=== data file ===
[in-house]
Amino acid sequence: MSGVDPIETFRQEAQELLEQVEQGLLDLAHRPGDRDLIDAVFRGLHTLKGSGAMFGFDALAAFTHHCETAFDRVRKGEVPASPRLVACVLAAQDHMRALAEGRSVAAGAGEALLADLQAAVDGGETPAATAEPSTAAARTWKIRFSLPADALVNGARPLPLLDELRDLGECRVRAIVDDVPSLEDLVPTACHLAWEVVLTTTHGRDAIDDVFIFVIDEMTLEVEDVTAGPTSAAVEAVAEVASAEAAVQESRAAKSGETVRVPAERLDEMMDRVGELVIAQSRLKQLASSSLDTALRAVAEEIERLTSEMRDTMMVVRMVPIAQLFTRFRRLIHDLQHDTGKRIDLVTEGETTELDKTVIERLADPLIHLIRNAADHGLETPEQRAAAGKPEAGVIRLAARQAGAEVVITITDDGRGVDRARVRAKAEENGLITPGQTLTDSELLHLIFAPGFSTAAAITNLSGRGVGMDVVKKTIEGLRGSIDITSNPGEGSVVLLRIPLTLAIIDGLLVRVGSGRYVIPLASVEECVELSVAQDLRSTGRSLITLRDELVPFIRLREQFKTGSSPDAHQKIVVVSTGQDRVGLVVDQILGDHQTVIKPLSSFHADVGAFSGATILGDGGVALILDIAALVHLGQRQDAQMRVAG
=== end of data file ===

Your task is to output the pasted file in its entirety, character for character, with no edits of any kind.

[in-house]
Amino acid sequence: MSGVDPIETFRQEAQELLEQVEQGLLDLAHRPGDRDLIDAVFRGLHTLKGSGAMFGFDALAAFTHHCETAFDRVRKGEVPASPRLVACVLAAQDHMRALAEGRSVAAGAGEALLADLQAAVDGGETPAATAEPSTAAARTWKIRFSLPADALVNGARPLPLLDELRDLGECRVRAIVDDVPSLEDLVPTACHLAWEVVLTTTHGRDAIDDVFIFVIDEMTLEVEDVTAGPTSAAVEAVAEVASAEAAVQESRAAKSGETVRVPAERLDEMMDRVGELVIAQSRLKQLASSSLDTALRAVAEEIERLTSEMRDTMMVVRMVPIAQLFTRFRRLIHDLQHDTGKRIDLVTEGETTELDKTVIERLADPLIHLIRNAADHGLETPEQRAAAGKPEAGVIRLAARQAGAEVVITITDDGRGVDRARVRAKAEENGLITPGQTLTDSELLHLIFAPGFSTAAAITNLSGRGVGMDVVKKTIEGLRGSIDITSNPGEGSVVLLRIPLTLAIIDGLLVRVGSGRYVIPLASVEECVELSVAQDLRSTGRSLITLRDELVPFIRLREQFKTGSSPDAHQKIVVVSTGQDRVGLVVDQILGDHQTVIKPLSSFHADVGAFSGATILGDGGVALILDIAALVHLGQRQDAQMRVAG